Take the 2-minute tour ×
Stack Overflow is a question and answer site for professional and enthusiast programmers. It's 100% free.

Apologies for the title, suggestions to make it clearer are welcome.

I have created a module (we'll denote this by M) which, when included inside a class, will cause it to obtain new class methods and instance methods (Apologies if my terminology is incorrect). This is achieved by = class F including the A::ModuleInstanceMethods module in the code below.

Now that I've done that, I am trying to create a new module (we'll call this new module M') which includes the module M, such that when M' is included in a class, the class should gain the appropriate class and instance methods as per class F. This is where I get stuck. Examples of such a class is G in the code below.

I'd also like classes which include module M'' (module M'' will includes M') to have the same functionality. An example will be class H in the code below. The same should go for classes which include M''' (which itself includes M''), classes which M'''' (which itself includes M'''), and so on. It's pretty similar to an inheritance hierarchy.

If my textual explanation is confusing, do read the code below. In particular, I'd like to resolve the failures caused by calling G.class_method_one and H.class_method_one, but I lack the knowledge to do so.

I know it is possible to just extend the A::ModuleClassMethods module in the classes that I'm interested in, but I wish to avoid doing this. The same could also be achieved by manually adding the portion of the self.included function in A::ModuleInstanceMethods with the base.instance_of? Class, but if possible I'd like to do it programatically instead of copying and pasting the same code in many different sites.

module A
  module ModuleClassMethods
    def class_method_one
      2
    end
  end

  module ModuleInstanceMethods
    def instance_method_one
      3
    end

    def self.included(base)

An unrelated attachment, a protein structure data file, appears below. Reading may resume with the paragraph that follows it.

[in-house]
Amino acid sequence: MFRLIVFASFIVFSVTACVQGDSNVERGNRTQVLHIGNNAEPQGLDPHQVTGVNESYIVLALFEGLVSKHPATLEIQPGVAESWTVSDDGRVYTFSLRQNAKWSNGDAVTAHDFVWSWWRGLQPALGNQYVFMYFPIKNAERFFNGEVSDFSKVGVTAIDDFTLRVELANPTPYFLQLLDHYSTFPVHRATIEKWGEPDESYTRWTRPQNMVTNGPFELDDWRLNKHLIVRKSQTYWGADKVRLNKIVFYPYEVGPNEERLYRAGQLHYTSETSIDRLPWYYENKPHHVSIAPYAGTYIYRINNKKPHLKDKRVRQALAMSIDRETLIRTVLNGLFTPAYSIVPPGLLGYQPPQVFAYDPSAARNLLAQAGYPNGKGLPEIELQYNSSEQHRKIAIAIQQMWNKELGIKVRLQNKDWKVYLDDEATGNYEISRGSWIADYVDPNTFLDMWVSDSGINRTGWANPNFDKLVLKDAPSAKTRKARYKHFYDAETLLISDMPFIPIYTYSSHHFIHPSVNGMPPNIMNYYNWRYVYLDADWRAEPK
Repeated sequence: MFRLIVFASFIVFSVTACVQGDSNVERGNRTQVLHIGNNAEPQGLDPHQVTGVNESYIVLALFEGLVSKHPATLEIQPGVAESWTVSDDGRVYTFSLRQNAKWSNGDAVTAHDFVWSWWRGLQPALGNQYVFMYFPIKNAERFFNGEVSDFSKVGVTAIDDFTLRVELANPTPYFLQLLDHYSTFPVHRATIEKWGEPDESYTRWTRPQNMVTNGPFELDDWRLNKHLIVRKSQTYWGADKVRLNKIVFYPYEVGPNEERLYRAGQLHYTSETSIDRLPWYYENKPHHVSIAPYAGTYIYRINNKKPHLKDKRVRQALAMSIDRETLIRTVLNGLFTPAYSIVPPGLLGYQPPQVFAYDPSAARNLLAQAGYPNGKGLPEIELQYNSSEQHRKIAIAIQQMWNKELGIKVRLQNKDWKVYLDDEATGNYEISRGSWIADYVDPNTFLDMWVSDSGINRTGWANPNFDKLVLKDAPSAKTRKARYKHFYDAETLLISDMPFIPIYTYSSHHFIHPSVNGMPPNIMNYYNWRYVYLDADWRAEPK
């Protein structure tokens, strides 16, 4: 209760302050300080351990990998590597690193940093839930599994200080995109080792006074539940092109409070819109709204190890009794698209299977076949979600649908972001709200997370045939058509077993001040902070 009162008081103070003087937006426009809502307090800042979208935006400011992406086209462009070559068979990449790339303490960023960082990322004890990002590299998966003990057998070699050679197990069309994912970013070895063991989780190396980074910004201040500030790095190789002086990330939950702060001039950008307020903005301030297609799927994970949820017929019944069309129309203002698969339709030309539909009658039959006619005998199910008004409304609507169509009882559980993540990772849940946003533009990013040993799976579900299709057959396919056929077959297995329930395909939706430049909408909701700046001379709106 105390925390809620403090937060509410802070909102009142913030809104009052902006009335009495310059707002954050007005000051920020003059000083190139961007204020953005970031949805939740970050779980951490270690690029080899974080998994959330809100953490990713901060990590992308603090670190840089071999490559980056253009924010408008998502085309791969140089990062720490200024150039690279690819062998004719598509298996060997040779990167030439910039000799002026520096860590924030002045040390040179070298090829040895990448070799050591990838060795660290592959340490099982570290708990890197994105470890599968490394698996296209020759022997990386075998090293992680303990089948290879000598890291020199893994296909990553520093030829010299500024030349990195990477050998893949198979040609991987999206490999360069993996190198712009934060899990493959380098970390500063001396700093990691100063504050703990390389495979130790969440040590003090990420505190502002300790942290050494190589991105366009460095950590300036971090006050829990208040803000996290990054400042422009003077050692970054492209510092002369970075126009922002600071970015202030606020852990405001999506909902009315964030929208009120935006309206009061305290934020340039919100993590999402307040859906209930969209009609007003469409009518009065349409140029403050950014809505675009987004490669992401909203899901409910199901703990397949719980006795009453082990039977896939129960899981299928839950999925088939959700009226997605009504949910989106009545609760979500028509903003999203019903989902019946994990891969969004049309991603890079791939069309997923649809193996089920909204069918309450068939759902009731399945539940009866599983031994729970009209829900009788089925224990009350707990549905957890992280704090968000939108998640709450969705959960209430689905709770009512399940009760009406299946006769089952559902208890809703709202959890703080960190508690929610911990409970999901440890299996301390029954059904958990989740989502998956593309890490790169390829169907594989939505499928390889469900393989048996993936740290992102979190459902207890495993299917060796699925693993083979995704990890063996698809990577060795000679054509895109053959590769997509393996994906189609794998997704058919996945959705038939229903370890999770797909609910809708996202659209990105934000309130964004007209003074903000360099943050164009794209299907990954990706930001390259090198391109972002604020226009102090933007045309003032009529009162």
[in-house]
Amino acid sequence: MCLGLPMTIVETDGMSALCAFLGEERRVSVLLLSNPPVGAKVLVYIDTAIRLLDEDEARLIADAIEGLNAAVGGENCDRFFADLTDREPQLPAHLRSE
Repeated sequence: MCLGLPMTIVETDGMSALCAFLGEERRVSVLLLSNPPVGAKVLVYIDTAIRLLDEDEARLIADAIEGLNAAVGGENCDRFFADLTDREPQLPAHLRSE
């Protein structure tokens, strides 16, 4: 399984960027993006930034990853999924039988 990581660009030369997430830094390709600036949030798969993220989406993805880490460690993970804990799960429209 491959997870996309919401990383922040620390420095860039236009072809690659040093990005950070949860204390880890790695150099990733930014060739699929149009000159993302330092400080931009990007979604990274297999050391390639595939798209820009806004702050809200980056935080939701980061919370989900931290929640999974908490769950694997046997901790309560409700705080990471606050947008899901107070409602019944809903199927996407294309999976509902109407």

if base.instance_of? Class
        base.extend(A::ModuleClassMethods)
      elsif base.instance_of? Module
        # Intended functionality:
        # When modules that `include` A::ModuleInstanceMethods are themselves
        # included in a class (such as module `A::D` included in class `F`),
        # class `F` will get the functions defined in the A::ModuleClassMethods
        # module as class level methods
      end
    end
  end

  module D
    include A::ModuleInstanceMethods
  end

  module E
    include D
  end
end

class F
  include A::ModuleInstanceMethods
end

class G
  include A::D
end

class H
  include A::E
end

F.class_method_one # 2
F.new.instance_method_one # 3

G.new.instance_method_one # 3
# below statement fails
# G.class_method_one

H.new.instance_method_one # 3
# below statement fails
# H.class_method_one

Thank you.

share|improve this question
1  
I wish to avoid using extend. Why? Sounds like the easiest, cleanest way to solve your problem. –  Matheus Moreira Mar 14 '14 at 10:35
    
extend is the easiest way to solve the problem. I was about to say it may not be the cleanest way until I saw your comment on my answer. I think you are right on this one. –  yanhan Mar 14 '14 at 10:46

1 Answer 1

I've seem to have figured it out. This solution makes use of module_eval. For modules, it adds a self.included function which calls A::ModuleInstanceMethods.included. I wouldn't mind learning about more elegant solutions.

module A
  module ModuleClassMethods
    def class_method_one
      2
    end
  end

  module ModuleInstanceMethods
    def instance_method_one
      3
    end

    def self.included(base)
      if base.instance_of? Class
        base.extend(A::ModuleClassMethods)
      elsif base.instance_of? Module
        base.module_eval {
          def self.included(base)
            A::ModuleInstanceMethods.included(base)
          end
        }
      end
    end
  end
end
share|improve this answer
1  
This can and probably will cause problems. The user of your module might want to define his own included hook. Either yours will override the user's, or the user's will override yours. One can hack around that, but I wonder if there is a better way. Also, look into Object#define_singleton_method. –  Matheus Moreira Mar 14 '14 at 10:41
    
You have a very good point; I didnt think of that. +1 –  yanhan Mar 14 '14 at 10:44

Your Answer

 
discard

By posting your answer, you agree to the privacy policy and terms of service.

Not the answer you're looking for? Browse other questions tagged or ask your own question.